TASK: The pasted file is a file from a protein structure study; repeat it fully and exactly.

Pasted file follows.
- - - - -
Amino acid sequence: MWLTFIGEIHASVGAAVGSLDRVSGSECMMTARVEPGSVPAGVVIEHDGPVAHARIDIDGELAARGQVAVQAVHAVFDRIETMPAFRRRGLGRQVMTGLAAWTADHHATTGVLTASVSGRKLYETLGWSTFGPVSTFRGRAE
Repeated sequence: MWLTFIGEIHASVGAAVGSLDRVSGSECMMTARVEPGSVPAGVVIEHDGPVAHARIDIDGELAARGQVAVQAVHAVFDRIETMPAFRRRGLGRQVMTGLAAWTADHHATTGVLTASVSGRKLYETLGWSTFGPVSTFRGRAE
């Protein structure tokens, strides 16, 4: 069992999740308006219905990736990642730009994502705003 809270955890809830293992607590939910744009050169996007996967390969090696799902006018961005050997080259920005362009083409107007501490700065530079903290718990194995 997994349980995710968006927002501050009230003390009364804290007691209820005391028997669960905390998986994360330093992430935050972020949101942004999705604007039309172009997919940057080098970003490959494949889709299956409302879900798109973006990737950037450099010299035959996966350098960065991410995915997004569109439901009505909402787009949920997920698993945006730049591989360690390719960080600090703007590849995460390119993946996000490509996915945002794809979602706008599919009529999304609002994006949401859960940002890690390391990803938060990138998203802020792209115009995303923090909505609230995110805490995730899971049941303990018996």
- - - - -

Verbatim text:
Amino acid sequence: MWLTFIGEIHASVGAAVGSLDRVSGSECMMTARVEPGSVPAGVVIEHDGPVAHARIDIDGELAARGQVAVQAVHAVFDRIETMPAFRRRGLGRQVMTGLAAWTADHHATTGVLTASVSGRKLYETLGWSTFGPVSTFRGRAE
Repeated sequence: MWLTFIGEIHASVGAAVGSLDRVSGSECMMTARVEPGSVPAGVVIEHDGPVAHARIDIDGELAARGQVAVQAVHAVFDRIETMPAFRRRGLGRQVMTGLAAWTADHHATTGVLTASVSGRKLYETLGWSTFGPVSTFRGRAE
């Protein structure tokens, strides 16, 4: 069992999740308006219905990736990642730009994502705003 809270955890809830293992607590939910744009050169996007996967390969090696799902006018961005050997080259920005362009083409107007501490700065530079903290718990194995 997994349980995710968006927002501050009230003390009364804290007691209820005391028997669960905390998986994360330093992430935050972020949101942004999705604007039309172009997919940057080098970003490959494949889709299956409302879900798109973006990737950037450099010299035959996966350098960065991410995915997004569109439901009505909402787009949920997920698993945006730049591989360690390719960080600090703007590849995460390119993946996000490509996915945002794809979602706008599919009529999304609002994006949401859960940002890690390391990803938060990138998203802020792209115009995303923090909505609230995110805490995730899971049941303990018996």